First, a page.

Lesson 1, Topic 1
In Progress

Successful Coaching

Your first goal is to establish a coaching relationship around your mentees’ goal setting and attainment. Your role as a mentor is to provide support and promote your mentees’ progress towards their goals, which will in turn increase the chances of a positive outcome. 

An important point to remember is that you are not doing the tasks for them, and you are not expected to be an expert in whatever the mentee is trying to achieve. Rather, your goal is to support their efforts and journey along the way to goal attainment. As long as you’re able to encourage the mentee to work on their goals and troubleshoot any issues that arise, you’ll be a successful mentor. 

Below are some tips for developing a strong relationship with your mentees that focuses on goal coaching.

Build a strong mentoring relationship

All successful helping relationships are built upon a strong relationship and good rapport. Strong relationships are built off of trust, shared understandings, and clear expectations and roles. Before goal setting and coaching can occur, mentors must form strong mentoring relationships with mentees. To learn more about the pillars of building strong mentoring relationships, please consult your program manager about taking our interactive course.

Understand accountability & just “being there”

If you take a step back and consider your role as a mentor, remember that your job is not to fix a problem or complete a goal for a mentee. Your role is to support the mentee through their journeys.

With that in mind, now consider what expectations you may have for your mentee. Would you expect the mentee to become an expert in the topic of their goals? If the goal was to complete all homework assignments for the semester, would you expect them be getting perfect grades in school right away? Probably not, because that isn’t your role in this case. Instead, consider clear expectations around goal progressYour role is to encourage the process, not specific results. Mentees have control over the process, but not necessarily over the results. 

It is important to communicate this to your mentee, too. You should remind your mentee that your role is to encourage working towards a goal. Having a discussion about what is reasonable and possible for the mentee to complete is important. We’ll cover this later in this course.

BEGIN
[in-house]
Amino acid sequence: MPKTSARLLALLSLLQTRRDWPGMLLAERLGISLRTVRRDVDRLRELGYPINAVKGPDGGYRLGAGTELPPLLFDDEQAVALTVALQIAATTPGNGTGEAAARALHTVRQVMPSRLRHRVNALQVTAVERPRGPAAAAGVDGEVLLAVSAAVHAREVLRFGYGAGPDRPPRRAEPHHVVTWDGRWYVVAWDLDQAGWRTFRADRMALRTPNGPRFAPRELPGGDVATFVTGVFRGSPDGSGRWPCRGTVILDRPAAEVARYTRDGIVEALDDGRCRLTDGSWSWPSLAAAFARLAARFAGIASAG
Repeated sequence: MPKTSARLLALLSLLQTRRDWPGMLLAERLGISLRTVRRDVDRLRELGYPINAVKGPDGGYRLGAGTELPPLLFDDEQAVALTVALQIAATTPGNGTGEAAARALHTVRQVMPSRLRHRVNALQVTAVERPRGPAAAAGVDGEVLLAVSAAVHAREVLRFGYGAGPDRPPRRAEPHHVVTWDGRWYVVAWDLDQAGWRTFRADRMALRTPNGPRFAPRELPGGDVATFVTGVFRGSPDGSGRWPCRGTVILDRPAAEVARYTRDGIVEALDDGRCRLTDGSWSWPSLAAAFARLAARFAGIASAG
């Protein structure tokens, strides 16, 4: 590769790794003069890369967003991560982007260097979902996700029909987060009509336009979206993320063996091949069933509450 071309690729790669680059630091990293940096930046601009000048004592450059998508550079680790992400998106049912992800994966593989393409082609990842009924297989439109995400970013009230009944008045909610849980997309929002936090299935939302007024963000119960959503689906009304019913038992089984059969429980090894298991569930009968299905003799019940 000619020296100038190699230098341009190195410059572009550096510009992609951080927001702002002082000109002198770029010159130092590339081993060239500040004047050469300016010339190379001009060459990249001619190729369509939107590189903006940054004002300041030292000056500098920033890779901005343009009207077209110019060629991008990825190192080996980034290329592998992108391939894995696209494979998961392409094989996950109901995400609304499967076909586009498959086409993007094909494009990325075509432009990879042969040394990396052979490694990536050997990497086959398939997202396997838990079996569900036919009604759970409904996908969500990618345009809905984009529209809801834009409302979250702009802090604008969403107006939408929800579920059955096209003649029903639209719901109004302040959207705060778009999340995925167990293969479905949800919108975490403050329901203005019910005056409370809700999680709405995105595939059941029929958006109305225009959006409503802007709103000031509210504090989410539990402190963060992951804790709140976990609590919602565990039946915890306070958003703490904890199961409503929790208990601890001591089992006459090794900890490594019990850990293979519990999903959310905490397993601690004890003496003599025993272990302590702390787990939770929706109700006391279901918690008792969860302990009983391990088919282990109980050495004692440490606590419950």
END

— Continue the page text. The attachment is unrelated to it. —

Finally, it is also important to talk about expectations about communicating with your mentee. Do you expect your mentee to respond to your messages immediately? Probably not going to happen every time. It is important for you to consider your own schedule and talk about reasonable expectations for how often you will communicate.

It is critical to remind them that if they have any immediate safety concerns, it is their (or their parents) responsibility to reach out for professional help, including calling 911 if warranted.

Provide support, not control

Remember, your goal is to support your mentee as needed, and not to enforce any specific behavior. Focus on addressing your mentee’s needs and helping them through the difficult journey of goal attainment. Resist the “righting reflex” or the urge to fix your mentees’ problems for them. If they’re doing well on their own, you can spend your mentoring time practicing their new skills and celebrating small successes.

Alternatively, if they’re resisting working towards any subgoals altogether, you might want to meet them where they are, with empathy, validation, and acceptance, and explore obstacles from a place of understanding. Be ready to back off, and delay encouragement if you feel that pressure is undermining the quality of the relationship. This means being intentional in managing your own feelings about your mentee’s engagement. You might experience their disengagement as a reflection on you and feel hurt or frustrated. Your mentee is likely to pick up on negative feelings from you, and this can create a negative cycle where they respond to your frustration by withdrawing even further.

Understanding your mentees’ goals

The key to providing effective support is understanding your mentees’ goals. Be sure you are clear on what the goal actually, and how you plan to measure it. Some things to keep in mind:

  • What is the ultimate end goal? What does this look like?
  • What exactly are the subgoals?
  • What are the potential barriers that could arise

Consider familiarizing yourself with the details. If the goal is to finish reading a text book for a class,

  • What class is the textbook for? What topic?
  • How many pages and chapters are there?

Familiarizing yourself with these details will allow you to provide more specific support, including providing feedback and identifying and problem solving barriers.